Researchers have discovered a link between exposure to the Toxoplasma gondii parasite and a higher likelihood to pursue entrepreneurship — among other puzzling side effects.
Toxoplasma gondii, a single-cell parasite most commonly found in cat feces, has puzzled researchers for years. After humans and other warm-blooded animals have been exposed, the resulting infection can cause a number of strange side effects, from an increased chance of serious mental illness to a higher likelihood to study business.
According to Science Direct, Toxoplasma gondii is one of the most common parasitic infections in humans and other warm-blooded animals and has been found all across the world. It is estimated that nearly one-third of all humanity has been exposed to it but the specific percentage of exposure for certain populations depends on the country.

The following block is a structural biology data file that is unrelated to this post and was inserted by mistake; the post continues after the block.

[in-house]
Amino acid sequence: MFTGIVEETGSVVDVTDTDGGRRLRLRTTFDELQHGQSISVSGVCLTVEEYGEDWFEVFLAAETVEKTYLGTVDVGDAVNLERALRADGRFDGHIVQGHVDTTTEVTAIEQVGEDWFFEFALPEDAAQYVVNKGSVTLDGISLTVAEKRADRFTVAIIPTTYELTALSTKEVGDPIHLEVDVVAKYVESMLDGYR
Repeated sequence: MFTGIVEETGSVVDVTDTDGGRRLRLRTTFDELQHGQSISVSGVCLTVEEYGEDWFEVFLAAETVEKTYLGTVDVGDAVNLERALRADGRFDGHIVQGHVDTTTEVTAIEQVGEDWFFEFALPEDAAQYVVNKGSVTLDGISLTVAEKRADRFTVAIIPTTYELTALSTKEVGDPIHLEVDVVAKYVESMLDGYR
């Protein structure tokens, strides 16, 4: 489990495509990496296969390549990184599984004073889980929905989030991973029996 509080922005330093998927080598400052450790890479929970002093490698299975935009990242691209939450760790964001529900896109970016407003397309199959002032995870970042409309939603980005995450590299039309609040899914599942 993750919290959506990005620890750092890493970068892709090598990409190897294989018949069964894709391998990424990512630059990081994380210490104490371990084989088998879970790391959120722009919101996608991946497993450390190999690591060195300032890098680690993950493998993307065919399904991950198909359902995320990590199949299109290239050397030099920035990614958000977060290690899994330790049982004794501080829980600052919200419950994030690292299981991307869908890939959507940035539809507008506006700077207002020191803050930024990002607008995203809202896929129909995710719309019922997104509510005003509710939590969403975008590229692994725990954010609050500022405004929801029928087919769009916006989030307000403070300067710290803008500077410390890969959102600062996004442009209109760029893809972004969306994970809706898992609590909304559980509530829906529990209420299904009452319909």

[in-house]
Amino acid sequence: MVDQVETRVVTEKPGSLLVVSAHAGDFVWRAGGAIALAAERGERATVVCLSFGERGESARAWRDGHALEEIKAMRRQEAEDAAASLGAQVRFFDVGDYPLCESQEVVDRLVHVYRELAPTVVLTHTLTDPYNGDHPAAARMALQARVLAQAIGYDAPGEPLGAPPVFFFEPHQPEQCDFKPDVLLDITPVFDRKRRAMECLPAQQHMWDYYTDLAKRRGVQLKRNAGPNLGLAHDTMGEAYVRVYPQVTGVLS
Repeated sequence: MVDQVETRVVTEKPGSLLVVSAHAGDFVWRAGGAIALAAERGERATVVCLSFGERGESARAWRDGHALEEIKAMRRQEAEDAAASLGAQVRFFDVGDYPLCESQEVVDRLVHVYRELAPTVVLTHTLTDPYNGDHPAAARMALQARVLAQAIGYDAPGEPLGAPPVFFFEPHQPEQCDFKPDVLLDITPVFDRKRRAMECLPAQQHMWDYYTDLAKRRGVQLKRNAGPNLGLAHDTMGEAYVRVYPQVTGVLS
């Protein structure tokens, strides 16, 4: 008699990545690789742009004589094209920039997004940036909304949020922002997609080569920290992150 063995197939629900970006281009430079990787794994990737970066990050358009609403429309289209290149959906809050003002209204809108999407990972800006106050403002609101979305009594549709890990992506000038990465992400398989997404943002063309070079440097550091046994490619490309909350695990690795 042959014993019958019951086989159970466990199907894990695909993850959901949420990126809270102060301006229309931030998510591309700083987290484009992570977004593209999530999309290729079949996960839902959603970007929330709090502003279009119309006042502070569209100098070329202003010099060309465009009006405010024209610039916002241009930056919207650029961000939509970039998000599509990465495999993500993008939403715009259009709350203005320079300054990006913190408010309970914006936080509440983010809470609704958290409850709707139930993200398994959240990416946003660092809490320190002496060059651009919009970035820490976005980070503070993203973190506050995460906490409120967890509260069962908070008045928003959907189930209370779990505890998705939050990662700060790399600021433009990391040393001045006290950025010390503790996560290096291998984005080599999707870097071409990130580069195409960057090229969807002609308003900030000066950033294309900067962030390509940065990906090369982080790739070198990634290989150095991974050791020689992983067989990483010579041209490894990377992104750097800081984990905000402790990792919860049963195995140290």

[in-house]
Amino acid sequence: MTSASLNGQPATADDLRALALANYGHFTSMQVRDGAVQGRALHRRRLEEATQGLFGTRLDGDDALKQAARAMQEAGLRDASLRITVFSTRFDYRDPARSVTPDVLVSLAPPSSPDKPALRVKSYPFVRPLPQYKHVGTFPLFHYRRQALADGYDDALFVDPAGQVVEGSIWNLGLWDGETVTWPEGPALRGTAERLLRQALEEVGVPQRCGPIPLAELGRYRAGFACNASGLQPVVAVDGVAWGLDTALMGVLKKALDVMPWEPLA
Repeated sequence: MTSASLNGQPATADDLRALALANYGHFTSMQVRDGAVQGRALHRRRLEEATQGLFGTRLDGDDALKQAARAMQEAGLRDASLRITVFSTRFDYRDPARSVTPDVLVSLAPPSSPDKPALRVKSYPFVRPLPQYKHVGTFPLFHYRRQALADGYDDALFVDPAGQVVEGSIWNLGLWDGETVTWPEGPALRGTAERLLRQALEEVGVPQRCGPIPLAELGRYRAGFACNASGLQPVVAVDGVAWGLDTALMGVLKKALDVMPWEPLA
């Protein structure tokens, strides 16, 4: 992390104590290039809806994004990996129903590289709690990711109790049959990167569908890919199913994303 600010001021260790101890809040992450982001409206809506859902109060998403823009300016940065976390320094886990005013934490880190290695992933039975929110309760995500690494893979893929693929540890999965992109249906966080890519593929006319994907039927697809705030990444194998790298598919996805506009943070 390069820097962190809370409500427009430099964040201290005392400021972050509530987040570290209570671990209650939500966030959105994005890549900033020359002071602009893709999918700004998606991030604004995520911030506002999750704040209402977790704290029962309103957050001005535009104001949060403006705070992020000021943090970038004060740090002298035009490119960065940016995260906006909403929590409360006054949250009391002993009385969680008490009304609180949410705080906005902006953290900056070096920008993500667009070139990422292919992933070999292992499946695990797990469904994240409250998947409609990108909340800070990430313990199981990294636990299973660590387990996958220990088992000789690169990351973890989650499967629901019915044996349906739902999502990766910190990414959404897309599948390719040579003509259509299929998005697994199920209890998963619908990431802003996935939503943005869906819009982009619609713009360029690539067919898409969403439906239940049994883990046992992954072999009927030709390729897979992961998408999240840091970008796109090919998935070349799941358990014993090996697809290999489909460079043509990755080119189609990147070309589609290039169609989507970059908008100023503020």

For example, for the United States and the United Kingdom, 16-40 percent of the population are believed to be infected, but for Central and South America and continental Europe, the infection rate is higher at 50-80 percent.
According to the Centers for Disease Control, Toxoplasmosis (the disease resulting from the parasitic infection) is one of the leading causes of death attributed to foodborne illness in the United States. The CDC also estimates that while 30 million people in the U.S. are infected, most people have very few symptoms.
According to the CDC, the life cycle of Toxoplasma gondii begins when a domestic cat (or one of their relatives) sheds an unsporulated oocyst in their feces. The oocysts only shed for a couple of weeks but a large quantity can be shed at one time.
After about one-five days, the oocysts have sporulated and become infective. Hosts such as rats or birds become infected once consuming material contaminated with the sporulated oocysts. The oocysts transform into tachyzoites and then develop into tissue cyst bradyzoites. Cats become infected when they consume hosts harboring the cysts (like the infected rats who have lost their fear of cat urine) and the life cycle repeats itself.